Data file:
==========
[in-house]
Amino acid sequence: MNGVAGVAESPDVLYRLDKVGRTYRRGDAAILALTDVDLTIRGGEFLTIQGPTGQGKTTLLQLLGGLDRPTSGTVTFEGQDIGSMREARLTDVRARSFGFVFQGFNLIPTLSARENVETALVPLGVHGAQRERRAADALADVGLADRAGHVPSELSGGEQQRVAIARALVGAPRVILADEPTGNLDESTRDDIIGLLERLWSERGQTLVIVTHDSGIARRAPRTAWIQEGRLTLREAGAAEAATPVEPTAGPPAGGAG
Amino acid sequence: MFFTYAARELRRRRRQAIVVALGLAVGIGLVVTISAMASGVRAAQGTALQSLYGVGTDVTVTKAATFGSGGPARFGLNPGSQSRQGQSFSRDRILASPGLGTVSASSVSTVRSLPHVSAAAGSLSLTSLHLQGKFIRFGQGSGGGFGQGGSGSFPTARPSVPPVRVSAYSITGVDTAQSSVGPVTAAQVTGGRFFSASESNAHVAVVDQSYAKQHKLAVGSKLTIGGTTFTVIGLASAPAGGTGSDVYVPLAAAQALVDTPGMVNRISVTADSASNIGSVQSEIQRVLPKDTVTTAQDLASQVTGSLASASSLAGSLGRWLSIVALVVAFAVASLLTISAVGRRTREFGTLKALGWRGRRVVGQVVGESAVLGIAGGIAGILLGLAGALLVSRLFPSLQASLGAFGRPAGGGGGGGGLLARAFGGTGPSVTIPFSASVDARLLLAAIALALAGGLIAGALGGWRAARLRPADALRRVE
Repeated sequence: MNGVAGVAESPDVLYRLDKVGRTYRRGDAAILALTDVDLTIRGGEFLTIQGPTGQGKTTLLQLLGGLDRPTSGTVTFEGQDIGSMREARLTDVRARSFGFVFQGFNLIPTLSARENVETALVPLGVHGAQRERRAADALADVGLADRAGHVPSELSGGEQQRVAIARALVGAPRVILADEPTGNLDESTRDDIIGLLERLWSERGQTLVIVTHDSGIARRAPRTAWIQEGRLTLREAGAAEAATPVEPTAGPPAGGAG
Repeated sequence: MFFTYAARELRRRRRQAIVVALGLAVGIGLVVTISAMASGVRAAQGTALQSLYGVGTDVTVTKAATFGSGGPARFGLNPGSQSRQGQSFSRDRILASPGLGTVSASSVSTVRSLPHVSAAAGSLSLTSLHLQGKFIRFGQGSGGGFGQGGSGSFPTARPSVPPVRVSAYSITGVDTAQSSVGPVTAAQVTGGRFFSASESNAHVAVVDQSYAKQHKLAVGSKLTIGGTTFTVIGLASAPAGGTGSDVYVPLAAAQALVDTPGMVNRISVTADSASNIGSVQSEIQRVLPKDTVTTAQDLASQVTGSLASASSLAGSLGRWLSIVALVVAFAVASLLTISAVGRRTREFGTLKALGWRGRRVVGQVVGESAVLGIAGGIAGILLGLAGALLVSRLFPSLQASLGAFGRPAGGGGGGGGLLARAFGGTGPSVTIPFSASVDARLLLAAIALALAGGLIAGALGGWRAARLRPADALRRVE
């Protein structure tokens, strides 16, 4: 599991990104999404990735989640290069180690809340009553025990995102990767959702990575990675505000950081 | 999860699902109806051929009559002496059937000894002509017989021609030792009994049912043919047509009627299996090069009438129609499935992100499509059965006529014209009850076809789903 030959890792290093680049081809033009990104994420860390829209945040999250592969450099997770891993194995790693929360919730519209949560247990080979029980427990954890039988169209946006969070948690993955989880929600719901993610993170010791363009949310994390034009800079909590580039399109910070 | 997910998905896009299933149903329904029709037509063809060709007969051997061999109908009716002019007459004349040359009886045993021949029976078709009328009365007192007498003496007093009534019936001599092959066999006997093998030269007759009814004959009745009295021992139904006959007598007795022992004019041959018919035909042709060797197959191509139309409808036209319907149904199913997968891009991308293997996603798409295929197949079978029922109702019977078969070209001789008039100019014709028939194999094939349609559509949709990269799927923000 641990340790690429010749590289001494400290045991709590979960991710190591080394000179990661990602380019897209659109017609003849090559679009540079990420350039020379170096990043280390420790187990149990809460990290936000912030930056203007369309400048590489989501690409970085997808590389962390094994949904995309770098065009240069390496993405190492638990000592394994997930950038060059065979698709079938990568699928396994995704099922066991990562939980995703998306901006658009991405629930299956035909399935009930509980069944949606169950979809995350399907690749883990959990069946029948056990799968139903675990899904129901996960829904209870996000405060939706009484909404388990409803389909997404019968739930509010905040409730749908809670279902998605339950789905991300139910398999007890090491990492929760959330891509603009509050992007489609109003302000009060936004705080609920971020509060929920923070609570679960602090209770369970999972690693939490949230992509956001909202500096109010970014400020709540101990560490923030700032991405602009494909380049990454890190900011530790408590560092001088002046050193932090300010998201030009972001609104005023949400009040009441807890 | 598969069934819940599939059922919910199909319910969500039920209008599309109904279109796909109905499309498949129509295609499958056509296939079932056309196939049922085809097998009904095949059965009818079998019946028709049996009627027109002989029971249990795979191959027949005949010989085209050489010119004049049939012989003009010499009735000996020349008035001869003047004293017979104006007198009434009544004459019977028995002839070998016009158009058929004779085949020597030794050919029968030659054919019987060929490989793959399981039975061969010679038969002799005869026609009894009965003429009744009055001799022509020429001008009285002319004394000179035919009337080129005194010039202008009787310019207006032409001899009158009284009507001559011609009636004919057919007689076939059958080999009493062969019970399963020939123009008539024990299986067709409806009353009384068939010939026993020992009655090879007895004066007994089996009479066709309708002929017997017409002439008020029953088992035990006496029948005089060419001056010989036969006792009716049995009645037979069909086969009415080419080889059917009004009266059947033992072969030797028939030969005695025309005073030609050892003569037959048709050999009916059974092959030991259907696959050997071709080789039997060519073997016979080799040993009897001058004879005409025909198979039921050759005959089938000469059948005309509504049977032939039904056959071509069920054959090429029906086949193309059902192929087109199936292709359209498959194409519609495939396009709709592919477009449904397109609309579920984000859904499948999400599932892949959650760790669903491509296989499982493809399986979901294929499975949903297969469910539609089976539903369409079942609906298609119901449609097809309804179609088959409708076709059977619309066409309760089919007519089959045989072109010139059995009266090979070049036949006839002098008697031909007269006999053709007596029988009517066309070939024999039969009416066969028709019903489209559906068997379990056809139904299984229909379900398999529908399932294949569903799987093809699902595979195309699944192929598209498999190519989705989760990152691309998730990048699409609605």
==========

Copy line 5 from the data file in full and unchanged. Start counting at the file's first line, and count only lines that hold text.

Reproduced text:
Repeated sequence: MFFTYAARELRRRRRQAIVVALGLAVGIGLVVTISAMASGVRAAQGTALQSLYGVGTDVTVTKAATFGSGGPARFGLNPGSQSRQGQSFSRDRILASPGLGTVSASSVSTVRSLPHVSAAAGSLSLTSLHLQGKFIRFGQGSGGGFGQGGSGSFPTARPSVPPVRVSAYSITGVDTAQSSVGPVTAAQVTGGRFFSASESNAHVAVVDQSYAKQHKLAVGSKLTIGGTTFTVIGLASAPAGGTGSDVYVPLAAAQALVDTPGMVNRISVTADSASNIGSVQSEIQRVLPKDTVTTAQDLASQVTGSLASASSLAGSLGRWLSIVALVVAFAVASLLTISAVGRRTREFGTLKALGWRGRRVVGQVVGESAVLGIAGGIAGILLGLAGALLVSRLFPSLQASLGAFGRPAGGGGGGGGLLARAFGGTGPSVTIPFSASVDARLLLAAIALALAGGLIAGALGGWRAARLRPADALRRVE